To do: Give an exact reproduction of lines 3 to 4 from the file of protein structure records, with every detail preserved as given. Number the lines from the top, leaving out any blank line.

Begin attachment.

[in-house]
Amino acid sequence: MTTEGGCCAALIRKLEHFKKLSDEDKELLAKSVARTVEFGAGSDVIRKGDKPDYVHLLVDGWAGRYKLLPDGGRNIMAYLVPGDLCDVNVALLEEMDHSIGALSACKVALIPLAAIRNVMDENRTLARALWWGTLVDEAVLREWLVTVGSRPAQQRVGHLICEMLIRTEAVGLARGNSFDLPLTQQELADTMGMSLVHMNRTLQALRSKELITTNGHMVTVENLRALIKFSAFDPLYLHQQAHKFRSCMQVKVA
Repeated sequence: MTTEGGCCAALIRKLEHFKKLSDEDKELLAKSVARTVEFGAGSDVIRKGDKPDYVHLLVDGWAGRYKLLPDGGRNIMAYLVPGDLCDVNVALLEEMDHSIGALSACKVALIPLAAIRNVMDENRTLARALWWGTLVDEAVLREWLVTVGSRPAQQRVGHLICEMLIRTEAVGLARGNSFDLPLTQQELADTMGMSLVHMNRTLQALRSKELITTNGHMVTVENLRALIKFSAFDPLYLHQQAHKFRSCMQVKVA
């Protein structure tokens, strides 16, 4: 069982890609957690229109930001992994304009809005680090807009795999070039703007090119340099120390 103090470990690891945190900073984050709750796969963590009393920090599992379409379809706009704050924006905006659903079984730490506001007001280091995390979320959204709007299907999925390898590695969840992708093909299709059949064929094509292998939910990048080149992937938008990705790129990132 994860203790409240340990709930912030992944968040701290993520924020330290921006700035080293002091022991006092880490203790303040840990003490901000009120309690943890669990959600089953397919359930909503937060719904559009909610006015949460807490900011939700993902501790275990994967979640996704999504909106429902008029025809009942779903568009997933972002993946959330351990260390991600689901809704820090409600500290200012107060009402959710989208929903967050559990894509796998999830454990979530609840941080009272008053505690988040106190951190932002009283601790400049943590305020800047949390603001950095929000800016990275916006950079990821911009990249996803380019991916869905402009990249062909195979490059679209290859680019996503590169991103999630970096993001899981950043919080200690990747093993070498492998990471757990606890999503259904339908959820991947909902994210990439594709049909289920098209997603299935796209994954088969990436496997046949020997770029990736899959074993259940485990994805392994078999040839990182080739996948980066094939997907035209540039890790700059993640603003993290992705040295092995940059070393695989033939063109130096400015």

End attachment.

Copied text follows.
Repeated sequence: MTTEGGCCAALIRKLEHFKKLSDEDKELLAKSVARTVEFGAGSDVIRKGDKPDYVHLLVDGWAGRYKLLPDGGRNIMAYLVPGDLCDVNVALLEEMDHSIGALSACKVALIPLAAIRNVMDENRTLARALWWGTLVDEAVLREWLVTVGSRPAQQRVGHLICEMLIRTEAVGLARGNSFDLPLTQQELADTMGMSLVHMNRTLQALRSKELITTNGHMVTVENLRALIKFSAFDPLYLHQQAHKFRSCMQVKVA
């Protein structure tokens, strides 16, 4: 069982890609957690229109930001992994304009809005680090807009795999070039703007090119340099120390 103090470990690891945190900073984050709750796969963590009393920090599992379409379809706009704050924006905006659903079984730490506001007001280091995390979320959204709007299907999925390898590695969840992708093909299709059949064929094509292998939910990048080149992937938008990705790129990132 994860203790409240340990709930912030992944968040701290993520924020330290921006700035080293002091022991006092880490203790303040840990003490901000009120309690943890669990959600089953397919359930909503937060719904559009909610006015949460807490900011939700993902501790275990994967979640996704999504909106429902008029025809009942779903568009997933972002993946959330351990260390991600689901809704820090409600500290200012107060009402959710989208929903967050559990894509796998999830454990979530609840941080009272008053505690988040106190951190932002009283601790400049943590305020800047949390603001950095929000800016990275916006950079990821911009990249996803380019991916869905402009990249062909195979490059679209290859680019996503590169991103999630970096993001899981950043919080200690990747093993070498492998990471757990606890999503259904339908959820991947909902994210990439594709049909289920098209997603299935796209994954088969990436496997046949020997770029990736899959074993259940485990994805392994078999040839990182080739996948980066094939997907035209540039890790700059993640603003993290992705040295092995940059070393695989033939063109130096400015």